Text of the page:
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Can “Too Big to Fail” Be Fixed?

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Tuesday, April 09, 2013

Independent Vermont senator Bernie Sanders recently proposed legislation to break up financial institutions that U.S. Attorney General Eric Holder deems “too big to fail.”

“Laws should apply to Wall Street as well as everybody else,” Sanders wrote in a Huffington Post piece. “So I was stunned when our country’s top law enforcement official recently suggested it might be difficult to prosecute financial institutions that commit crimes because it may destabilize the financial system of our country and the world.

“The attorney general’s view seems to be that if you are just a regular person and you commit a crime, you go to jail. But if you are the head of a Wall Street company, your power is so great that a prosecution could have destabilizing consequences with national or even worldwide implications,” continues Sanders. “We have a situation now where Wall Street banks are not only too big to fail, they are too big to jail. That view is unacceptable.”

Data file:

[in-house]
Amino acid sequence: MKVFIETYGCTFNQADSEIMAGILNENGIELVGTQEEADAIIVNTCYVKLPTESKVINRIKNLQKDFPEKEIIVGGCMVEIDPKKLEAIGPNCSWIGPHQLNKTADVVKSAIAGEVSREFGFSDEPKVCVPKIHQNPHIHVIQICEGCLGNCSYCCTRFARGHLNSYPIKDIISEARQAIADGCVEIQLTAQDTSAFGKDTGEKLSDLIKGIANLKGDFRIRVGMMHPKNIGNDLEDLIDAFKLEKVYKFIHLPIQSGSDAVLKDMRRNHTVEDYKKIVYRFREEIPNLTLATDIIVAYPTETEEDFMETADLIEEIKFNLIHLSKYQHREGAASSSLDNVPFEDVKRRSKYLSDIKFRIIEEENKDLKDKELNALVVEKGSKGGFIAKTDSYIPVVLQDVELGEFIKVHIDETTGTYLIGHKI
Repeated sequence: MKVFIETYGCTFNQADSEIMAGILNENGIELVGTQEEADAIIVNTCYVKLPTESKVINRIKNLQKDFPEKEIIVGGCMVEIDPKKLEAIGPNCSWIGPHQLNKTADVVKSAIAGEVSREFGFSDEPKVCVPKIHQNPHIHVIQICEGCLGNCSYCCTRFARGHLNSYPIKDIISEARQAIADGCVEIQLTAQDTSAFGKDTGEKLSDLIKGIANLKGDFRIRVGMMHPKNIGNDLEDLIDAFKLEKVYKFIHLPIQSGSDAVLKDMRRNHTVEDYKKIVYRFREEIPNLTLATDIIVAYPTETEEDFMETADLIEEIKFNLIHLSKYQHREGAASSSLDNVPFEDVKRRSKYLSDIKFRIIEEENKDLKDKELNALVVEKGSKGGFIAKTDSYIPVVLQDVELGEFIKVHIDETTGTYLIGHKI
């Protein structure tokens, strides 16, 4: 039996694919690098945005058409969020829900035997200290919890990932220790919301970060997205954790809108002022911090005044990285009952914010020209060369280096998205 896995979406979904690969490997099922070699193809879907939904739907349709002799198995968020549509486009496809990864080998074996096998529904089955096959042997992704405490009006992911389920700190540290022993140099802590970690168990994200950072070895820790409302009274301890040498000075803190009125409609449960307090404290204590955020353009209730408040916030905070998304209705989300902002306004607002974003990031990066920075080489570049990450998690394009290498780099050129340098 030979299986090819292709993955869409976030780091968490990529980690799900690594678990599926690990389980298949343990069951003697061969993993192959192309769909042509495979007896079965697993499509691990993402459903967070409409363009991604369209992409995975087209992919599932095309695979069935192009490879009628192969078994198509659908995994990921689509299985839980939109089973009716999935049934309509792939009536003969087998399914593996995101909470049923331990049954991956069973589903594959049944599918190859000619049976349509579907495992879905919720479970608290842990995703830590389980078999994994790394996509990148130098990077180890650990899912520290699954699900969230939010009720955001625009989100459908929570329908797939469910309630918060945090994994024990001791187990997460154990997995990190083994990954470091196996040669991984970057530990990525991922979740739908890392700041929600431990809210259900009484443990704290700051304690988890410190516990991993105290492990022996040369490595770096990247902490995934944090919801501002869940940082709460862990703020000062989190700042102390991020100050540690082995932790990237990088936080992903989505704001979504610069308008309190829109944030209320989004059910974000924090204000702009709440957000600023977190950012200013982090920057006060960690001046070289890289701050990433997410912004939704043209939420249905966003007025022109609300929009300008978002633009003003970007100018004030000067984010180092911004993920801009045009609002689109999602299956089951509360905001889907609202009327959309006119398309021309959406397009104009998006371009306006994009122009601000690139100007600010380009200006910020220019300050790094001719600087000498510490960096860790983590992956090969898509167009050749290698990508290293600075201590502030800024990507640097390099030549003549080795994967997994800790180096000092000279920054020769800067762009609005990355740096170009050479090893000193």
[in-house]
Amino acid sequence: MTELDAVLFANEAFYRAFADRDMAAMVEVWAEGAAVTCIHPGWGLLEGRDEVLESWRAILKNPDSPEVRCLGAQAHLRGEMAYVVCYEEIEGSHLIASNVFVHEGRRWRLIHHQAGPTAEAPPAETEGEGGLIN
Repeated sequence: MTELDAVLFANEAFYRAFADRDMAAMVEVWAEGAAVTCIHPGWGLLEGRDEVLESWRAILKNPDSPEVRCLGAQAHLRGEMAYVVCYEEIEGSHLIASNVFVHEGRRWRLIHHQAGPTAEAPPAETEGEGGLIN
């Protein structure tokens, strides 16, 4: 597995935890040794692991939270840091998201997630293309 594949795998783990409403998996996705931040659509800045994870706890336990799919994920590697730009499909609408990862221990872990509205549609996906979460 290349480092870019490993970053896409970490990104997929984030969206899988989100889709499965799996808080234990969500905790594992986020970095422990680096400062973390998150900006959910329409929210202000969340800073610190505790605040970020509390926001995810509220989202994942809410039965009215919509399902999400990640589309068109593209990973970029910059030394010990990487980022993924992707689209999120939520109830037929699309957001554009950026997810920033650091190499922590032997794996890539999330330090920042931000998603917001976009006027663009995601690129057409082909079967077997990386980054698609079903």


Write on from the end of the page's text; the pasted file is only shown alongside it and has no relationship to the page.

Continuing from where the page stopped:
Sanders’ bill, which has drawn support from Bay State Senator Elizabeth Warren, would give Treasury Secretary Jack Lew 90 days to compile a list of insurance companies, hedge funds, commercial and investment banks, and other financial institutions he determines are too big to fail. The Treasury Department would then have a year to break up these institutions into smaller, manageable conglomerates.

Senator Warren notes that big banks like Goldman Sachs, Bank of America, and JP Morgan Chase have actually gotten bigger since the 2008 bailout, and that this creates a kind of “insurance policy” for financial institutions that are treated as safer investments when declared “too big to fail” by the government, effectively helping the big banks at the expense of smaller banks.

But some supporters of Wall Street regulation say the proposed legislation won’t do enough to fix the problem. “Dodd-Frank already tried to do [this], and we’re going on three years and we still haven’t compiled that list, thanks to the FDIC [Federal Deposit Insurance Corporation], and the Federal Reserve, and some other agencies,” notes RT Network News producer Bob English. “The big banks are still getting a pass.”

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